Not many soon-to-be-newlyweds are thinking about the tax benefits of marriage when they’re about to tie the knot. However, you definitely need to consider them when you’re trying to decide what to do with the house when you’re getting a divorce.

“Divorcing spouses should consider how they’re going to file their taxes for the year when they’re deciding on if and when to sell the house,” advises Fore. “Because there are different tax implications if they’ll still be filing jointly, or as separate households.”

For starters, these marital tax breaks are a strong argument for selling the house before the divorce is finalized, rather than buying one spouse out and keeping a large, expensive house.

If you sell while you’re still married, you can avoid paying capital gains tax because you can exclude up to $500,000 of the proceeds as a married couple.

However, if you buy out your spouse and keep the expensive property, it’s a different story. Your ex will avoid paying capital gains tax on any home equity received because it’s part of the divorce settlement.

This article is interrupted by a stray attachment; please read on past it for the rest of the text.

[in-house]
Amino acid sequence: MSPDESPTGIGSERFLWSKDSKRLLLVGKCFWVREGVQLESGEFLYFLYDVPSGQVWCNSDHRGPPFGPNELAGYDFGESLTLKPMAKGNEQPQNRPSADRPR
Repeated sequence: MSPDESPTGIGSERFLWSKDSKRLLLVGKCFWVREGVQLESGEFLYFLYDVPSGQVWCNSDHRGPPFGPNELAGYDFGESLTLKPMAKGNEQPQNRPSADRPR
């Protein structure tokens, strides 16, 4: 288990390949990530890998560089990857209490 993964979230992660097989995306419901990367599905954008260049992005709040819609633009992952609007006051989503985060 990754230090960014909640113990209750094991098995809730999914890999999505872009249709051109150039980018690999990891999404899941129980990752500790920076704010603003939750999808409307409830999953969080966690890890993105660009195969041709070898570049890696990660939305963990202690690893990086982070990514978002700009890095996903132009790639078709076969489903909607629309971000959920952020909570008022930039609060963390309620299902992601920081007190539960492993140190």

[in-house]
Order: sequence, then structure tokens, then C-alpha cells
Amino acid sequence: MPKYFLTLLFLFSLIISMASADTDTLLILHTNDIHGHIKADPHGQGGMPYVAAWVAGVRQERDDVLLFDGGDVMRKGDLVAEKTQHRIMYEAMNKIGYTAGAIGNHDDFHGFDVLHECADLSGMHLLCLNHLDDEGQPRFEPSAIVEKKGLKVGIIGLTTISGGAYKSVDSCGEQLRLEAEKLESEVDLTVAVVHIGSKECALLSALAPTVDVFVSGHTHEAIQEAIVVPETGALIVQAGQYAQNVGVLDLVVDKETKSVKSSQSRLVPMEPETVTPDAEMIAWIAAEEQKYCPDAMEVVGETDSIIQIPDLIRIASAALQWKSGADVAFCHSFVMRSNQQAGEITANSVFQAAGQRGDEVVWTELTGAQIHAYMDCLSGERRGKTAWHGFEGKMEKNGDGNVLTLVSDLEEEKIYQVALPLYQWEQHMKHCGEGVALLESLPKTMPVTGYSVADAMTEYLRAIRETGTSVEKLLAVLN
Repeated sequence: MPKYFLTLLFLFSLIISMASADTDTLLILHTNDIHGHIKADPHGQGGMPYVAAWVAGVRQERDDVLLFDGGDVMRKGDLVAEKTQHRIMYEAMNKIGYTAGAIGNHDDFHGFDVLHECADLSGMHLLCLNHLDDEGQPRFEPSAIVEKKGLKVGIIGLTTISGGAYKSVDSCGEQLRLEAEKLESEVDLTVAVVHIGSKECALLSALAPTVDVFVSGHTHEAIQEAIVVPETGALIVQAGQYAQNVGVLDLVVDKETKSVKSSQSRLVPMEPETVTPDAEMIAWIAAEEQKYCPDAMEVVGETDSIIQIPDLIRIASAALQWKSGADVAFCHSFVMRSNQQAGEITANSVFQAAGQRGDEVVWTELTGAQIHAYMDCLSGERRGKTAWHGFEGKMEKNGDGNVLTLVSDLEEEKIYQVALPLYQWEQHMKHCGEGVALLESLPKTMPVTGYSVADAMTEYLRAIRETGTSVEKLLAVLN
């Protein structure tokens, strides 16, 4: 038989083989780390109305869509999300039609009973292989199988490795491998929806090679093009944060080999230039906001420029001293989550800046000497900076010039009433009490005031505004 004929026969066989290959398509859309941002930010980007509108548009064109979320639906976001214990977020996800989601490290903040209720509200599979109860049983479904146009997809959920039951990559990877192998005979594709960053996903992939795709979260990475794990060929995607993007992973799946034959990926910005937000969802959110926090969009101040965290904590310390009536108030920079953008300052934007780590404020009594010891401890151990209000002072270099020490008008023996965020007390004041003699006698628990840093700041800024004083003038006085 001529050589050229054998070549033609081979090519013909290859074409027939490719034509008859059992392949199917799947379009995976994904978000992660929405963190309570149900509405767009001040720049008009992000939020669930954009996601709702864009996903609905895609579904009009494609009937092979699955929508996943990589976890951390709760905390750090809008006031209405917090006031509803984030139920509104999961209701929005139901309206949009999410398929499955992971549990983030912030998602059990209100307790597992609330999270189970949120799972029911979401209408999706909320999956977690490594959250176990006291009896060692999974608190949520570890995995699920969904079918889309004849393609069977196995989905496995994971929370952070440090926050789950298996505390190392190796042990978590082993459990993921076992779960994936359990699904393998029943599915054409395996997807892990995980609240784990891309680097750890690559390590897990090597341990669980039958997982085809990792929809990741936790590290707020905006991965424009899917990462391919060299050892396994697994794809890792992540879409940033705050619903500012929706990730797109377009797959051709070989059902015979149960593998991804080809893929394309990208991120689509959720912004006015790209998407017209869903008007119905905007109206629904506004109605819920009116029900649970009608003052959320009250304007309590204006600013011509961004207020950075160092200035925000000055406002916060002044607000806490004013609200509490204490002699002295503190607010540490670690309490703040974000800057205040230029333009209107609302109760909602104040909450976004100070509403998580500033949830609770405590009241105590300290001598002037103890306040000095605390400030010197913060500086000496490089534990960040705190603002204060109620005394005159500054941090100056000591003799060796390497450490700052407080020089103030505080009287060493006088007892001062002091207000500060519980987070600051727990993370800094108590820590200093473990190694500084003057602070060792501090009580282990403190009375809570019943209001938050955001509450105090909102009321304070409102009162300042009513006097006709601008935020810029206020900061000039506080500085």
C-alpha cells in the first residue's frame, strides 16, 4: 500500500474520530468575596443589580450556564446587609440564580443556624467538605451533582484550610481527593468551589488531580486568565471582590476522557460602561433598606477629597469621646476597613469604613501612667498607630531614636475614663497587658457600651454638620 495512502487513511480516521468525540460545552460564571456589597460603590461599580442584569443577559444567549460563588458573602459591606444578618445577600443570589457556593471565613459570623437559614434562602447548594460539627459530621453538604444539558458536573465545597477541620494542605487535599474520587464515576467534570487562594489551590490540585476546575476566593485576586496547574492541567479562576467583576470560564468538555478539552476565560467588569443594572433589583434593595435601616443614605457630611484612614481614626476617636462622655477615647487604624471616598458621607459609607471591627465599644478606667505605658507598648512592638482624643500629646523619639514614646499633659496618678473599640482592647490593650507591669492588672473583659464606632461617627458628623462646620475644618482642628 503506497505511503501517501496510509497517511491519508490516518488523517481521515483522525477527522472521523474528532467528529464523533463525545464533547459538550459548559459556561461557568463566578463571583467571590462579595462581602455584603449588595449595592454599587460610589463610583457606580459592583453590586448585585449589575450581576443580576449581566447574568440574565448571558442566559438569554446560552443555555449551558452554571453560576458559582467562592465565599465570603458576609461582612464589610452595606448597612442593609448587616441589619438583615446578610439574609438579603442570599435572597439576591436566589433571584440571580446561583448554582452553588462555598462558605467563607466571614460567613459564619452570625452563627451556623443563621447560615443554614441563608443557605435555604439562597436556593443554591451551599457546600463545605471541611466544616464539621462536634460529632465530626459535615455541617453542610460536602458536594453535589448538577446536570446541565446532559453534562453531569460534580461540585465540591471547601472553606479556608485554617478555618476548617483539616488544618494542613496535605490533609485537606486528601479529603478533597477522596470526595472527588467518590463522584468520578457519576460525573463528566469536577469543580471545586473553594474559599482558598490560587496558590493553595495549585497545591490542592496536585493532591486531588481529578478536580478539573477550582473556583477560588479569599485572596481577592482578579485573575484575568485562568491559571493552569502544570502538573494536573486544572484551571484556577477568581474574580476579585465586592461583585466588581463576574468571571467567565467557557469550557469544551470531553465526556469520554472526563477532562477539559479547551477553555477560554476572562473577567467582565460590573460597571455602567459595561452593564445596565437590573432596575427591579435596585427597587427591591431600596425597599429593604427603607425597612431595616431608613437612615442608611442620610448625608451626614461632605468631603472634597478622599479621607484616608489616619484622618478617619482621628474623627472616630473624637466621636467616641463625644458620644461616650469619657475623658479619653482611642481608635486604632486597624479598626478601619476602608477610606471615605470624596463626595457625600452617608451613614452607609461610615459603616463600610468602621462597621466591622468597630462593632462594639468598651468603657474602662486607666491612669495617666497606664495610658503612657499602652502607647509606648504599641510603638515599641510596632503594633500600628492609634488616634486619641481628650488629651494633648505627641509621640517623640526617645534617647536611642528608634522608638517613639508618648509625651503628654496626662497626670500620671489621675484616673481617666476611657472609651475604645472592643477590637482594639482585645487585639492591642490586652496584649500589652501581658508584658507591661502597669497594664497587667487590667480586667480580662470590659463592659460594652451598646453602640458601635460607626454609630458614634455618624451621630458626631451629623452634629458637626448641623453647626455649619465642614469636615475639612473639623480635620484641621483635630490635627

But when you’re finally ready to sell the house, you’ll probably have to pay some capital gains tax if your net proceeds exceed $250,000, which is the exclusion limit for single filers.

And this is just the beginning of the tax implications that impact if and when you sell the house.

You’ll also need the help of a certified tax specialist with divorce tax experience to help you navigate how mortgage interest and real estate taxes will impact your divorce.

For example, if your divorce is scheduled to finalize in December, it may make sense to delay until January 1st. You see, the IRS looks at your marital status at midnight on December 31 to determine your household status for the year.

So if your divorce is finalized in December, you’ll need to file as a single, head of household for the whole year—even if you were married for most of that time.